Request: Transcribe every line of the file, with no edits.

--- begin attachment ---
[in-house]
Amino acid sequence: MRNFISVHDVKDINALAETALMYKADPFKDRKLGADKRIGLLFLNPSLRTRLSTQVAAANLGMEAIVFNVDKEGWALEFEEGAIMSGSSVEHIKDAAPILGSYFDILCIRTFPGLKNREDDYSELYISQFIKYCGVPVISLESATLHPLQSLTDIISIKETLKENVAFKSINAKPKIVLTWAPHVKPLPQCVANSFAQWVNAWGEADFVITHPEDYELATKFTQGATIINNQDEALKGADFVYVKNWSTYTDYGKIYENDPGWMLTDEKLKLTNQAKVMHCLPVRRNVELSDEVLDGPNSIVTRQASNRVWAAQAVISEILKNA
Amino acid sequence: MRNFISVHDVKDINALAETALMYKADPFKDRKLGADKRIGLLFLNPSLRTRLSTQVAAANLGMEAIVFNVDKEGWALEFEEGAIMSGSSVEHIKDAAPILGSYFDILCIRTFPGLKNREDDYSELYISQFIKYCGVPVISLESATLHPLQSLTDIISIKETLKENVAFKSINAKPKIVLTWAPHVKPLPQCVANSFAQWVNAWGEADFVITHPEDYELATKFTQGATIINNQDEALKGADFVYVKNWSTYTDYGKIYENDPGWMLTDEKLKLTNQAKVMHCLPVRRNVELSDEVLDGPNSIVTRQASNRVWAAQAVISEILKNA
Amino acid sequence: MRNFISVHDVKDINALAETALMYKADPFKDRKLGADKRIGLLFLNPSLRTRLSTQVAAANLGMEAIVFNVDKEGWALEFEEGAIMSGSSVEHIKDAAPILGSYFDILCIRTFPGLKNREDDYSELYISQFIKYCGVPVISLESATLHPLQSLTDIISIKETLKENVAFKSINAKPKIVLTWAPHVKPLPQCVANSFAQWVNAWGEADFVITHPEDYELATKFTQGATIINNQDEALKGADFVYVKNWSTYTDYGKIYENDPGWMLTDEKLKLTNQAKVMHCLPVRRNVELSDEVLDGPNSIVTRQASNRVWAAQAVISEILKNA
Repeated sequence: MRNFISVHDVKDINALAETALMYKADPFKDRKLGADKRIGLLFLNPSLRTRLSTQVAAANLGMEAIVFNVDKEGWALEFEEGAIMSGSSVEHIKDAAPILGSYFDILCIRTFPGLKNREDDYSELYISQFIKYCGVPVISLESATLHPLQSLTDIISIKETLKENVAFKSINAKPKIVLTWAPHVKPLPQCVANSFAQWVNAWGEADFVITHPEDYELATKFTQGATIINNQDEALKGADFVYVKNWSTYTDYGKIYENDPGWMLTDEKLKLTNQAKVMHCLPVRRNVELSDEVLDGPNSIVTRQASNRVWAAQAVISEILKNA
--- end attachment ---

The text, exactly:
[in-house]
Amino acid sequence: MRNFISVHDVKDINALAETALMYKADPFKDRKLGADKRIGLLFLNPSLRTRLSTQVAAANLGMEAIVFNVDKEGWALEFEEGAIMSGSSVEHIKDAAPILGSYFDILCIRTFPGLKNREDDYSELYISQFIKYCGVPVISLESATLHPLQSLTDIISIKETLKENVAFKSINAKPKIVLTWAPHVKPLPQCVANSFAQWVNAWGEADFVITHPEDYELATKFTQGATIINNQDEALKGADFVYVKNWSTYTDYGKIYENDPGWMLTDEKLKLTNQAKVMHCLPVRRNVELSDEVLDGPNSIVTRQASNRVWAAQAVISEILKNA
Amino acid sequence: MRNFISVHDVKDINALAETALMYKADPFKDRKLGADKRIGLLFLNPSLRTRLSTQVAAANLGMEAIVFNVDKEGWALEFEEGAIMSGSSVEHIKDAAPILGSYFDILCIRTFPGLKNREDDYSELYISQFIKYCGVPVISLESATLHPLQSLTDIISIKETLKENVAFKSINAKPKIVLTWAPHVKPLPQCVANSFAQWVNAWGEADFVITHPEDYELATKFTQGATIINNQDEALKGADFVYVKNWSTYTDYGKIYENDPGWMLTDEKLKLTNQAKVMHCLPVRRNVELSDEVLDGPNSIVTRQASNRVWAAQAVISEILKNA
Amino acid sequence: MRNFISVHDVKDINALAETALMYKADPFKDRKLGADKRIGLLFLNPSLRTRLSTQVAAANLGMEAIVFNVDKEGWALEFEEGAIMSGSSVEHIKDAAPILGSYFDILCIRTFPGLKNREDDYSELYISQFIKYCGVPVISLESATLHPLQSLTDIISIKETLKENVAFKSINAKPKIVLTWAPHVKPLPQCVANSFAQWVNAWGEADFVITHPEDYELATKFTQGATIINNQDEALKGADFVYVKNWSTYTDYGKIYENDPGWMLTDEKLKLTNQAKVMHCLPVRRNVELSDEVLDGPNSIVTRQASNRVWAAQAVISEILKNA
Repeated sequence: MRNFISVHDVKDINALAETALMYKADPFKDRKLGADKRIGLLFLNPSLRTRLSTQVAAANLGMEAIVFNVDKEGWALEFEEGAIMSGSSVEHIKDAAPILGSYFDILCIRTFPGLKNREDDYSELYISQFIKYCGVPVISLESATLHPLQSLTDIISIKETLKENVAFKSINAKPKIVLTWAPHVKPLPQCVANSFAQWVNAWGEADFVITHPEDYELATKFTQGATIINNQDEALKGADFVYVKNWSTYTDYGKIYENDPGWMLTDEKLKLTNQAKVMHCLPVRRNVELSDEVLDGPNSIVTRQASNRVWAAQAVISEILKNA